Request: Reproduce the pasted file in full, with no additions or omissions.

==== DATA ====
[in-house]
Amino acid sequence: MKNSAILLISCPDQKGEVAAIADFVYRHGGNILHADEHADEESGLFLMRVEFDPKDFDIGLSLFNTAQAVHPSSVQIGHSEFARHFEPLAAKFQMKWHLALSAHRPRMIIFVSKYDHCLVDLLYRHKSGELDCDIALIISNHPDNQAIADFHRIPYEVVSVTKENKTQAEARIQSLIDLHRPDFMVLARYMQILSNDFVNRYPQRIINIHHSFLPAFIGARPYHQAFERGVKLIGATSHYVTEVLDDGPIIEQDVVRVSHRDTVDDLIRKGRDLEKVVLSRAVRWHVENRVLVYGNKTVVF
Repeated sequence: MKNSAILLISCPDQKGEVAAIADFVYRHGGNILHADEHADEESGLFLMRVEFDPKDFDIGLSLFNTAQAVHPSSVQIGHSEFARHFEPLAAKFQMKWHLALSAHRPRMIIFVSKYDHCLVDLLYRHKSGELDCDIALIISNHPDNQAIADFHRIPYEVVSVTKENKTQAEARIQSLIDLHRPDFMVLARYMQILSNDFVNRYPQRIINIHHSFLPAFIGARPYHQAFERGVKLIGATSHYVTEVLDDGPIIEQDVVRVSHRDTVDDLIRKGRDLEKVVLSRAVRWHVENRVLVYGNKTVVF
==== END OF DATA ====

[in-house]
Amino acid sequence: MKNSAILLISCPDQKGEVAAIADFVYRHGGNILHADEHADEESGLFLMRVEFDPKDFDIGLSLFNTAQAVHPSSVQIGHSEFARHFEPLAAKFQMKWHLALSAHRPRMIIFVSKYDHCLVDLLYRHKSGELDCDIALIISNHPDNQAIADFHRIPYEVVSVTKENKTQAEARIQSLIDLHRPDFMVLARYMQILSNDFVNRYPQRIINIHHSFLPAFIGARPYHQAFERGVKLIGATSHYVTEVLDDGPIIEQDVVRVSHRDTVDDLIRKGRDLEKVVLSRAVRWHVENRVLVYGNKTVVF
Repeated sequence: MKNSAILLISCPDQKGEVAAIADFVYRHGGNILHADEHADEESGLFLMRVEFDPKDFDIGLSLFNTAQAVHPSSVQIGHSEFARHFEPLAAKFQMKWHLALSAHRPRMIIFVSKYDHCLVDLLYRHKSGELDCDIALIISNHPDNQAIADFHRIPYEVVSVTKENKTQAEARIQSLIDLHRPDFMVLARYMQILSNDFVNRYPQRIINIHHSFLPAFIGARPYHQAFERGVKLIGATSHYVTEVLDDGPIIEQDVVRVSHRDTVDDLIRKGRDLEKVVLSRAVRWHVENRVLVYGNKTVVF